• 10. Healthcare currently one of the lower IT spending sector although urgent need for transformation % of IT spending on total revenues 12.00% 11.10% 10.00% 8.00% 6.00% 3.90% 4.00% 1.50% 2.00% 0.00% Healthcare Retail Financial • Currently one of the lower IT spending sector with 1.5% average (w.r.t. revenues) compared to retail (~4%) and financials (10+%) • Set to increase at an annual growth rate of ~9% 19 Source: European Information Technology Observatory in co-operation with IDC (2006): Cutler & McClellan; Health Industry Insights, an IDC company (2006); Clinica (2003); Espicom; Agfa’own estimates. Although one of the most complex and information-intensive, spend per employee are far behind other sector domains £8,790 Annual spend per employee (UK only) £5,538 £4,333 £3,833 £3,393 £3,017 £2,920 £979 lth ies s s on ce t ing ce en ice a ilit an uti i He rnm tur erv erv Ut Fin r ib fac rs ss ve t Dis nu he Go es Ma Ot s in Bu 20 Source: HINE (2004)
  • 11. European end-users also lacking behind … with 70% of EU hospitals spending less than 2% of revenues IT Budget as % of total budget 100% 90% 80% 70% 60% 50% 40% 30% 20% 10% 0% 2% or less 2.1 - 2.5% 2.6 - 3% 3.1 - 4% >4% EU 70.4% 10.9% 6.8% 5.9% 6.1% USA 24% 25% 18% 19% 9% • In Europe, 70% of the hospitals spend less than 2% of their total revenues, while 70% of their US colleagues were spending more than 2% in 2004. • But spending are on the increasing pattern. 21 Source: HINE 2005&2006; HIMSS Analystics 2005&6 eHealth creating tremendous opportunity for Europe at the crossroads of Health and Technology Healthcare Healthcare IT Health is Wealth A tool for transformation Responding to healthcare challenges for the citizens • Escalating demands Demand for automation solutions • Labour shortage • Higher quality health services • Eliminate manual, error-prone workflow • Patient safety imperative • Improve clinical productivity • At a ‘contained’ cost level • Re-allocate resources; emphasize revenue Health is important to a country’s economy. generating opportunities • Health employs currently 10% of Europe’s workforce Digital medical record initiatives • Health represents 8.6% of the EU-15’s economy • Must be multimodal • Health is expected to triple by 2020 and reach 16% • Workflow includes clinical patient data of GDP. Health infrastructure is key • Maximize value of IT investments • Health infrastructure which improves health and supports strategic objectives of prosperity, Government initiatives solidarity and security is needed. • National/Regional programs Health is wealth. • E-Health • A society in good health leads to higher productivity, increased labour supply, better • Disease management/Population Management education and contributes to sustainable long- term growth. Innovation supporting paradigm shift from “sick care” to “health care”, the so-called Continnum of Care 22 Source: Agfa’own estimates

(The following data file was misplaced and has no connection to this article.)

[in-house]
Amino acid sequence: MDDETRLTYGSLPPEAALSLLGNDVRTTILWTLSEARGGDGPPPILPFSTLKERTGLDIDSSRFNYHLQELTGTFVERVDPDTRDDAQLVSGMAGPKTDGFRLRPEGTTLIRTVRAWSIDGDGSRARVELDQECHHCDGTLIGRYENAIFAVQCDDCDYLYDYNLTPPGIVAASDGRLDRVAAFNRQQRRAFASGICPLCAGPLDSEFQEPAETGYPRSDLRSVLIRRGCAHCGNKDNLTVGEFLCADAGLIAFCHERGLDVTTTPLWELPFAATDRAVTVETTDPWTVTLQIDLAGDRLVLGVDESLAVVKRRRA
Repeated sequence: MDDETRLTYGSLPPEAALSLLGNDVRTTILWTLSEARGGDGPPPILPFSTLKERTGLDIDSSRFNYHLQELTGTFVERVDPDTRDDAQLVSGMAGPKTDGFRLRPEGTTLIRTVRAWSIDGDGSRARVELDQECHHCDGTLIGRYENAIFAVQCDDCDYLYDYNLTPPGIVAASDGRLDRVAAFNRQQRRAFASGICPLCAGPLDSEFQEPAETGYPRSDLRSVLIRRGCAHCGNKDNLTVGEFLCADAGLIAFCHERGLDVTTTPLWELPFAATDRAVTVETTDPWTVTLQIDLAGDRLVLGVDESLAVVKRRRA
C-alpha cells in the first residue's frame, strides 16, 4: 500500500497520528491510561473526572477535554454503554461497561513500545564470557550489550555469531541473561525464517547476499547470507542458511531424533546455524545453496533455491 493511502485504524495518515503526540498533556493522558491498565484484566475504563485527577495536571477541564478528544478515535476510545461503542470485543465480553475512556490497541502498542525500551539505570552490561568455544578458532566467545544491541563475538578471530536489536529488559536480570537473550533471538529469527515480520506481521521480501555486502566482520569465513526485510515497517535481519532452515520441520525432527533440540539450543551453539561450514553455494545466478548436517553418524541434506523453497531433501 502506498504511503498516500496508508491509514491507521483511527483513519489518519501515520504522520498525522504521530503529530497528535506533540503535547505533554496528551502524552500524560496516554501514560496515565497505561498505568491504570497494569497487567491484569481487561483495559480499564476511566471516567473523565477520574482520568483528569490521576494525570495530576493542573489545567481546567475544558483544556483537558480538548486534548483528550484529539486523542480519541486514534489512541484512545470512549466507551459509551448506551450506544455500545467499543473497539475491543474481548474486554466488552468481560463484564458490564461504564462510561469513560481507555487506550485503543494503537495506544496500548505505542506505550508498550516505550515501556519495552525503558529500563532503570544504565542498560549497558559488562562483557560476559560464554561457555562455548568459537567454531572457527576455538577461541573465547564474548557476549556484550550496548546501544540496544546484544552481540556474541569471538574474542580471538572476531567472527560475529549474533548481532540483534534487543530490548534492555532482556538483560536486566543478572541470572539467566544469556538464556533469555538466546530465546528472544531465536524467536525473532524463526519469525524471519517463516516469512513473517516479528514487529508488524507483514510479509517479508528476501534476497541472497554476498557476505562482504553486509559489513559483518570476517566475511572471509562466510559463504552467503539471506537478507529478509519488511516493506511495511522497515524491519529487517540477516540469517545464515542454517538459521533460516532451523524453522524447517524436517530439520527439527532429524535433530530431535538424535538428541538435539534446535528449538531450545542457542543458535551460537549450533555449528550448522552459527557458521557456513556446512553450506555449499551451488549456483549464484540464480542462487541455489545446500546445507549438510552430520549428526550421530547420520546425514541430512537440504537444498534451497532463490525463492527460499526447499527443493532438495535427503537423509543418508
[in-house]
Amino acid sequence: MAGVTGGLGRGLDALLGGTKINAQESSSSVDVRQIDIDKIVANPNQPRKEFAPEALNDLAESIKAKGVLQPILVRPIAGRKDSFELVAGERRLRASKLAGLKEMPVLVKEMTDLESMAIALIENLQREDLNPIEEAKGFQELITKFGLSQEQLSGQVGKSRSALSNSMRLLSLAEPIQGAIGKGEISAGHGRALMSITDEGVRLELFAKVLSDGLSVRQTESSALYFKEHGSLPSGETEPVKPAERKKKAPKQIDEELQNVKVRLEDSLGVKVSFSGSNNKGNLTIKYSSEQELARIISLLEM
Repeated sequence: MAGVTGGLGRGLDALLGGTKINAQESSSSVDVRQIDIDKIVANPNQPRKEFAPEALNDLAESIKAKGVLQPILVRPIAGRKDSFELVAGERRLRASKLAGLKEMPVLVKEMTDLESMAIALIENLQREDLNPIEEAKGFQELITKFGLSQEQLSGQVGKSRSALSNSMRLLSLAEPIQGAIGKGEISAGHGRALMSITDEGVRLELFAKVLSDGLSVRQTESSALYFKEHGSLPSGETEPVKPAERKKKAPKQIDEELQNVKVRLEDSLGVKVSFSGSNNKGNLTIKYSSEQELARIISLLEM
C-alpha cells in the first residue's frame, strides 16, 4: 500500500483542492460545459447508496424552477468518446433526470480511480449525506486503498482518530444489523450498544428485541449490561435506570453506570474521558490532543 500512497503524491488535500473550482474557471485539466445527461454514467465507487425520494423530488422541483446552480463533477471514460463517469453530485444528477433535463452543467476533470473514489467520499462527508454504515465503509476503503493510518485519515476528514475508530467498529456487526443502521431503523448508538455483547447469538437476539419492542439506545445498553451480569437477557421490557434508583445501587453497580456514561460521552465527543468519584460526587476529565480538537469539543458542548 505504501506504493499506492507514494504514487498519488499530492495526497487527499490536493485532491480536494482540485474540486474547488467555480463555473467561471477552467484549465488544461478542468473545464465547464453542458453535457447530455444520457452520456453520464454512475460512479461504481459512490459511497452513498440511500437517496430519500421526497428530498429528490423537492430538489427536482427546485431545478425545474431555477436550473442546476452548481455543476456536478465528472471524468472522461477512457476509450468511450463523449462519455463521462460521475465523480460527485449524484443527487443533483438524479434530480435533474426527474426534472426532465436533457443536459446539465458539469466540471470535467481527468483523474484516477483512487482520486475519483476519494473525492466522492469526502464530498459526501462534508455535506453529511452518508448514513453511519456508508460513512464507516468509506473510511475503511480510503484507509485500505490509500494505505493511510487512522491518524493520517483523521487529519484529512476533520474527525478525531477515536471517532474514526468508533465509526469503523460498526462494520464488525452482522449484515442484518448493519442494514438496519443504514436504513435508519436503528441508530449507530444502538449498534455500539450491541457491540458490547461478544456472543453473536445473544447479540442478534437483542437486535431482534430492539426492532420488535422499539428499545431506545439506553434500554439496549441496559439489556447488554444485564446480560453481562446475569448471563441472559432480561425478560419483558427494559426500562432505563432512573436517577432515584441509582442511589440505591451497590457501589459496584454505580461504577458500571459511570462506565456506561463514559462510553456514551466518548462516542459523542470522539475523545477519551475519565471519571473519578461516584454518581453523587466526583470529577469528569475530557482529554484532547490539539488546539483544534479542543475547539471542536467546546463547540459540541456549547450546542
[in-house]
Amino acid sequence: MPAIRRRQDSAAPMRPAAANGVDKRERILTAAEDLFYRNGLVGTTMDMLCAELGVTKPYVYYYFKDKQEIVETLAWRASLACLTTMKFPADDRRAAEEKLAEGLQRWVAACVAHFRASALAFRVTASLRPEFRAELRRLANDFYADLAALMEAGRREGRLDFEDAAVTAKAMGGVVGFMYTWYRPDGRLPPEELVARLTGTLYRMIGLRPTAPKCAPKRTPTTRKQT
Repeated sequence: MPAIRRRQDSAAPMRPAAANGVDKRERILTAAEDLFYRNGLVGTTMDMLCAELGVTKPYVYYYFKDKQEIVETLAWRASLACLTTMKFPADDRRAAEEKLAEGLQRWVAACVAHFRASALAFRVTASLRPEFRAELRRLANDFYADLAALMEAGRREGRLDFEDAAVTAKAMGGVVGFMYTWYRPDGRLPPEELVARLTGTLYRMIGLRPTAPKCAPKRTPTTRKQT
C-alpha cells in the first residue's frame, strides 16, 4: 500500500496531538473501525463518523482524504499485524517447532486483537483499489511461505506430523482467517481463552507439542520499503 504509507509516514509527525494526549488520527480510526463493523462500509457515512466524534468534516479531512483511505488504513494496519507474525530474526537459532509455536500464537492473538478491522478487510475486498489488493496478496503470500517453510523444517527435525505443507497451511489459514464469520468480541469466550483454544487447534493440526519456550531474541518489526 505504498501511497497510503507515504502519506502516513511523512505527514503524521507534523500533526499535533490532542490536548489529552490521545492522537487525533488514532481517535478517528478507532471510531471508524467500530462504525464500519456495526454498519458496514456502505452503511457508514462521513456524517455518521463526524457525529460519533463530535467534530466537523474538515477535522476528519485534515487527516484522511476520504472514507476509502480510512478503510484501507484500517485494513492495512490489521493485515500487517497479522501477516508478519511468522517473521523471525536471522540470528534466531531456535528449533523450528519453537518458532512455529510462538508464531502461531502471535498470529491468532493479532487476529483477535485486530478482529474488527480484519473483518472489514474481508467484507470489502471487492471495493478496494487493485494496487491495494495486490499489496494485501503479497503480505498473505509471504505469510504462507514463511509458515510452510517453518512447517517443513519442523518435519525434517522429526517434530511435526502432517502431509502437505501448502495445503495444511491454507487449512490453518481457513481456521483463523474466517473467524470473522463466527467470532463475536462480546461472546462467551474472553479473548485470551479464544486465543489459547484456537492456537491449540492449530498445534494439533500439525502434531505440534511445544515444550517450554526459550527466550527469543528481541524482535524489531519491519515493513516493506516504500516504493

• 12. But … Key issues to address • eHealth currently treated as an add-on rather than part of an integrated eco-system. • Standards for interoperability of ICT, being adopted consistently, should be further encouraged. • Increased funding and alignment of Incentives between who pays and who benefits from ICT in health should be undertaken. • People, processes and change management should receive more attention for implementation. • The involvement of end users (health professionals and patients) is essential for developing ICT solutions. • An emerging challenge is coming to widely held concepts of privacy and confidentiality. • Innovation and research should be stimulated and better coordinated at crossroads of social, health, ICT and life science aspects. • 23 24